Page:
"Hello, Thoroughbred Owners of California? This is Vegas calling. We want our tagline back!"
"Vegas, this is Thoroughbred Owners of California calling. We didn't steal your tagline, we just had fun with it. Come on. Can't you take a joke?"
"Thoroughbred Owners of California, we're casinos. We never joke. Besides, every one knows 'what happens in Vegas, stays in Vegas.' You can't tell people 'sometimes things don't stay in Vegas.' It's just not right."
"Vegas, what - are you some sort Bermuda Triangle where things enter and never leave?"
"Well, yes, Thoroughbred Owners of California. We do have a lot of dead bodies buried in the desert here but since corporate America bought everything, the body count seems to have dropped. Besides, our only claim to fame now is NBC's Las Vegas and that damn tagline you're fucking with!"
"OK, fine, Vegas. After we let the commercials run a few times so RPA creatives, with help from Tool, can enter them into 2,387 award shows, we'll pull the spots. Fair?"
"Agreed, horse lovers. Otherwise James Caan will be knocking on your door."
- The Junior Committee, a group of young planners at Mediaedge:cia, have convinced a bunch of media outlets including USA Today, Fox News, CNN Money, CBS, New York Magazine, TV Guide, Reader's Digest and others, to donate close to 18 million impressions on behalf of the New York City-based charity, Safe Space.
- MLB and XM Radio make phone calls.
- Atlanta-based agency Fletcher Martin says Our Industry is Broken and offers up a quiz to test whether you realize it or not.
- Nokia's got a fun game of memory to play while waiting for the bus in London.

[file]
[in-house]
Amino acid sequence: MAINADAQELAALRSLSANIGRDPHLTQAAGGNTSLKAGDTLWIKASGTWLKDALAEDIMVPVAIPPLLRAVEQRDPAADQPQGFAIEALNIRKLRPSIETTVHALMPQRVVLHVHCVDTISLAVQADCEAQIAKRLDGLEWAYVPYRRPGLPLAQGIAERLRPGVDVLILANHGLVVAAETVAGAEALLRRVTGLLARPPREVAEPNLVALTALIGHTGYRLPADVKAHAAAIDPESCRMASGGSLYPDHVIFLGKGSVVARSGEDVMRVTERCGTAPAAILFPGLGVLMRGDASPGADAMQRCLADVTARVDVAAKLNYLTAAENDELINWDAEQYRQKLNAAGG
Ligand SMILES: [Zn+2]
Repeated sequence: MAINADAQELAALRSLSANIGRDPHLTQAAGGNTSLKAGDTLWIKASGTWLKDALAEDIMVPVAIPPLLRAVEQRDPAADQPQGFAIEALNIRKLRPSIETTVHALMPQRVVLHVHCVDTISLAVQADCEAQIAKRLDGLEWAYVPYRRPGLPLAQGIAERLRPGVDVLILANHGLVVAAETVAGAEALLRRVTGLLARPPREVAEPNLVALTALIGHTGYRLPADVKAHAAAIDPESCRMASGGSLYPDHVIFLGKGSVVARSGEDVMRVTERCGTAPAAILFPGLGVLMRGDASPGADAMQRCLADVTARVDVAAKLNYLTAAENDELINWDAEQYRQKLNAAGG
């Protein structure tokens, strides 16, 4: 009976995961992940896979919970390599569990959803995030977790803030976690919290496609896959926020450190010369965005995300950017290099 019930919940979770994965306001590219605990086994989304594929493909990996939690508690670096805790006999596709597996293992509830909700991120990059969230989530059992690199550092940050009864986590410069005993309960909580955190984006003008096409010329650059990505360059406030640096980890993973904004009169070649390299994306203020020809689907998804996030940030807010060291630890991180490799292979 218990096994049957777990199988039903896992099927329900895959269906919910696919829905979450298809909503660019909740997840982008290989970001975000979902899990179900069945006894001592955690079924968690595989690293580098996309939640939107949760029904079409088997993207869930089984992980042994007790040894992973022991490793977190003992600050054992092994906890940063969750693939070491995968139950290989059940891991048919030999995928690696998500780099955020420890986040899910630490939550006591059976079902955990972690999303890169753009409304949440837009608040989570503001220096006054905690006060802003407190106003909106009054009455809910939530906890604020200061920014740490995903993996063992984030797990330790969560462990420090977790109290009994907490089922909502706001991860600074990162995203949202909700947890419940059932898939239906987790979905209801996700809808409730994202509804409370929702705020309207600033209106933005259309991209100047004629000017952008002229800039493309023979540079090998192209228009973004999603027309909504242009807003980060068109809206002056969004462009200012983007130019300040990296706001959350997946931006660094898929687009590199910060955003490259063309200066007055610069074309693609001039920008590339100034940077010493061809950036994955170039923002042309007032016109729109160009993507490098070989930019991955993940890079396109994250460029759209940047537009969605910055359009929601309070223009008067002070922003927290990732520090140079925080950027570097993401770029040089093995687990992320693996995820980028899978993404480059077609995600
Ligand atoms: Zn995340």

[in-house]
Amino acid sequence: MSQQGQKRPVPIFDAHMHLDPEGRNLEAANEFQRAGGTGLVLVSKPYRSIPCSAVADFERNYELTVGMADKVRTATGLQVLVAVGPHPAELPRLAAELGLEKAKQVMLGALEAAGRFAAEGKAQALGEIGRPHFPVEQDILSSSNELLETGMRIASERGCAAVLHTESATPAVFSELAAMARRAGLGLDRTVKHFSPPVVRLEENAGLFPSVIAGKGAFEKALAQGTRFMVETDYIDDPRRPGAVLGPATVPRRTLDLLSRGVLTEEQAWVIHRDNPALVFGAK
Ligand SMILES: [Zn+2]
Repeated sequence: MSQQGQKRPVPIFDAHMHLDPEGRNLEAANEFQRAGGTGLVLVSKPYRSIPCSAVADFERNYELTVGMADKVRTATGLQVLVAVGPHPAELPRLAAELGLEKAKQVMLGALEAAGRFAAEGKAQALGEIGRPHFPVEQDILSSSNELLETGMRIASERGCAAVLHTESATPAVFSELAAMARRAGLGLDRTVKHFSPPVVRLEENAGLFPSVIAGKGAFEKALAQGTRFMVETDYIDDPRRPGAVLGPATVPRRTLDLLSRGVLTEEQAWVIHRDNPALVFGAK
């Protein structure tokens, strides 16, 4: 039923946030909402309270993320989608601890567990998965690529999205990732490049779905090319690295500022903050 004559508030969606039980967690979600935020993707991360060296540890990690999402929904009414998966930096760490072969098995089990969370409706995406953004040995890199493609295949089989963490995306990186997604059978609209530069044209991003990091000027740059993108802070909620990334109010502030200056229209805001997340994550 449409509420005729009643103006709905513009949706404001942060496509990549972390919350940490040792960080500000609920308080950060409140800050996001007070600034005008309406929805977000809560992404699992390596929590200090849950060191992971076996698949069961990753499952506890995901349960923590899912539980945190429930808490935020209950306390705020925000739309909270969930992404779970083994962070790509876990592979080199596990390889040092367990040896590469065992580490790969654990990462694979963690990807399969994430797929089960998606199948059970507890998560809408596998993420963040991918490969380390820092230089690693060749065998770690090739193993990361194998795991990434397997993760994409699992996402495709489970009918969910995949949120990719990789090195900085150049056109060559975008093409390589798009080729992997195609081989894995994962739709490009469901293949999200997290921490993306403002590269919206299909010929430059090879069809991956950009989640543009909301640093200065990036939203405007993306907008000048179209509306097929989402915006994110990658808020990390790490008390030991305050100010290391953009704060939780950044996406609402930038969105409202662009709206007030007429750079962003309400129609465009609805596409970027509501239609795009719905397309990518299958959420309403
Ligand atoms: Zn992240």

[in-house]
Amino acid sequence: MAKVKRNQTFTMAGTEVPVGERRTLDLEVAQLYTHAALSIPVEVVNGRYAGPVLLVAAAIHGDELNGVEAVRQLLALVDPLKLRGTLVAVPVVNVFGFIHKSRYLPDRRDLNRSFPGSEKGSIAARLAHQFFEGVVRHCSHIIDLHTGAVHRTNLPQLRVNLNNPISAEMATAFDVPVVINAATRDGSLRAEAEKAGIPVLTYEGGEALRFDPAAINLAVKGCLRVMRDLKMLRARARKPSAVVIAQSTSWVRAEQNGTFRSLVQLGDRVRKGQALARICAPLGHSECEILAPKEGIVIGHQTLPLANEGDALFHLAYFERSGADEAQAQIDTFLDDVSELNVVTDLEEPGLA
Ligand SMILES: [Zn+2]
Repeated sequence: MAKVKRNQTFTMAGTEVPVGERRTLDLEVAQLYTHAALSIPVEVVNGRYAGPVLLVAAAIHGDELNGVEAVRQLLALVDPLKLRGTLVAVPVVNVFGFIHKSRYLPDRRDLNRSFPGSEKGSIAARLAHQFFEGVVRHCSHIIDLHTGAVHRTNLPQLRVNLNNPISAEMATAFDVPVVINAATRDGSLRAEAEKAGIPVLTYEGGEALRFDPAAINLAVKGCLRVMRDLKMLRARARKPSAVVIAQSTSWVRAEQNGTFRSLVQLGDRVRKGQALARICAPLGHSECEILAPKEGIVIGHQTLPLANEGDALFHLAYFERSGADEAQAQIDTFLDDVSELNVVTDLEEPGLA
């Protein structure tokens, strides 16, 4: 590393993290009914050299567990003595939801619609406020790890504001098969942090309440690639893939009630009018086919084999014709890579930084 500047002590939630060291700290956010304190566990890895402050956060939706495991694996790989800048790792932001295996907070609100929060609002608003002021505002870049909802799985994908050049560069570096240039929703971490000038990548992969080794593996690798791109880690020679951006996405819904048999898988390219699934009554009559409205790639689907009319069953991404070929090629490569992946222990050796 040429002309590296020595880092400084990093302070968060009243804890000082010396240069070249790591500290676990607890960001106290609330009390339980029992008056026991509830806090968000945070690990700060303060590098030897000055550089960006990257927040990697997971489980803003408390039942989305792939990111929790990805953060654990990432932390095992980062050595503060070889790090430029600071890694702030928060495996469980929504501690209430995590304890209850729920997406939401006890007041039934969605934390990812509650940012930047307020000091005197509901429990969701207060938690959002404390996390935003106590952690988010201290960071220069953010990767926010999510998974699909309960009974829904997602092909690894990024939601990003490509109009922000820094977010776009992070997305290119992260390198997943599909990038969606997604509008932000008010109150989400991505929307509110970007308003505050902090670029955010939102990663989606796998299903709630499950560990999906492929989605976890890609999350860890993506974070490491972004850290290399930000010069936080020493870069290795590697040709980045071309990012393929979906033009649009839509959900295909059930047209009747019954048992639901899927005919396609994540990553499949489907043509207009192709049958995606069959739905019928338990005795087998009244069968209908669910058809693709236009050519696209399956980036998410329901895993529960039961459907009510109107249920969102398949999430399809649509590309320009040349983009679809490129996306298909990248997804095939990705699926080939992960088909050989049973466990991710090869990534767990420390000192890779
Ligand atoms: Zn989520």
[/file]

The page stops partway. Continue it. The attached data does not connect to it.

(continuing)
Cynopsis reports, "ABC Family will launch a new social networking site on May 14 to support its newest original series Greek, a dramedy about fraternity/sorority life. Virtualrush.com is a Facebook-like platform centered around the fictional Cyprus-Rhodes University Greek system, allowing users to create personal profiles, upload content, and virtually "rush" a fraternity or sorority of the character they most resemble on the show."
- The One Club has launched One Show TV, a "showcase that offers the public the unique opportunity to vote for their favorite television advertising of the year."
On April 25th, the second day of the ad:tech Conference in San Francisco at 9:00 AM, demonstrators from the No More Landing Pages revolution will be gathered in front of the Moscone Center to protest the senseless creation of generic, dead-end landing pages. We are so down with that!
- Oh, if only gasoline fumes smelled as nice as these candy-coated BP ads look. Meet the trippy A Little Better campaign, the result of possibly too much inhalation.
- MySpace doesn't work for everybody's agenda, and apparently the people you're trying to reach may judge your business by your personal social network. Who'd've guessed. Well, life on MySpace (if you can call it that) is still going swimmingly if you're Obama.
- A Bucharest-based Sicilian started a website service called Babalucio. Sound fishy? Wait until you find out what it's for. We hate to be spoilers but we can't help it: they sell alibis.
- Germany's Getty Images brings us to where ideas go to die. We're not sure what the idea cemetery is selling, but the dedicated website has a handy function for picking grave markers, selecting an idea to bury (photo upload included! YES) and then e-mailing it out and about.
We thought of shooting some over to an agency or two but it's too close to ad:tech to do that safely.
Where tech toys are concerned, it's generally granted that thinner is better. Consider the flat screen and the Razr. Bowing to this convention, this print ad demonstrates the Olympus Mju 700 is so slim you can't even see it in profile.